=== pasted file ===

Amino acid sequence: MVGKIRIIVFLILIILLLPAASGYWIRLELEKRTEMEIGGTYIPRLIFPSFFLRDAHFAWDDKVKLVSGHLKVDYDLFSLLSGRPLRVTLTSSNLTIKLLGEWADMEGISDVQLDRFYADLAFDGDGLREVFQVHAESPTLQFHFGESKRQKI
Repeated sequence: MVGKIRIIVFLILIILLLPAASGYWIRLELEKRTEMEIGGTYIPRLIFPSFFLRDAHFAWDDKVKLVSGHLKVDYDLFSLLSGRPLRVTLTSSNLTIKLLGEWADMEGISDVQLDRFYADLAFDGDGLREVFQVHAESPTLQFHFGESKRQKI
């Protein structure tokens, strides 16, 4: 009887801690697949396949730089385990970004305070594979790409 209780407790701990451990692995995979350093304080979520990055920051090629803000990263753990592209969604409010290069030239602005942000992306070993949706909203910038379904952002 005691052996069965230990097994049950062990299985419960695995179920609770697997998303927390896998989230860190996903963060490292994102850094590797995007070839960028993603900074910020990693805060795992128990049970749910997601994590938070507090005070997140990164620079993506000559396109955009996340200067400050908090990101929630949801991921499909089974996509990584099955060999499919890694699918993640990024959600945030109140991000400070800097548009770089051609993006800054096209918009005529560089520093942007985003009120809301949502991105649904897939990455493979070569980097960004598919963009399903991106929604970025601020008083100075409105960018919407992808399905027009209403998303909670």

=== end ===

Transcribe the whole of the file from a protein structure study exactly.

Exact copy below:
Amino acid sequence: MVGKIRIIVFLILIILLLPAASGYWIRLELEKRTEMEIGGTYIPRLIFPSFFLRDAHFAWDDKVKLVSGHLKVDYDLFSLLSGRPLRVTLTSSNLTIKLLGEWADMEGISDVQLDRFYADLAFDGDGLREVFQVHAESPTLQFHFGESKRQKI
Repeated sequence: MVGKIRIIVFLILIILLLPAASGYWIRLELEKRTEMEIGGTYIPRLIFPSFFLRDAHFAWDDKVKLVSGHLKVDYDLFSLLSGRPLRVTLTSSNLTIKLLGEWADMEGISDVQLDRFYADLAFDGDGLREVFQVHAESPTLQFHFGESKRQKI
């Protein structure tokens, strides 16, 4: 009887801690697949396949730089385990970004305070594979790409 209780407790701990451990692995995979350093304080979520990055920051090629803000990263753990592209969604409010290069030239602005942000992306070993949706909203910038379904952002 005691052996069965230990097994049950062990299985419960695995179920609770697997998303927390896998989230860190996903963060490292994102850094590797995007070839960028993603900074910020990693805060795992128990049970749910997601994590938070507090005070997140990164620079993506000559396109955009996340200067400050908090990101929630949801991921499909089974996509990584099955060999499919890694699918993640990024959600945030109140991000400070800097548009770089051609993006800054096209918009005529560089520093942007985003009120809301949502991105649904897939990455493979070569980097960004598919963009399903991106929604970025601020008083100075409105960018919407992808399905027009209403998303909670």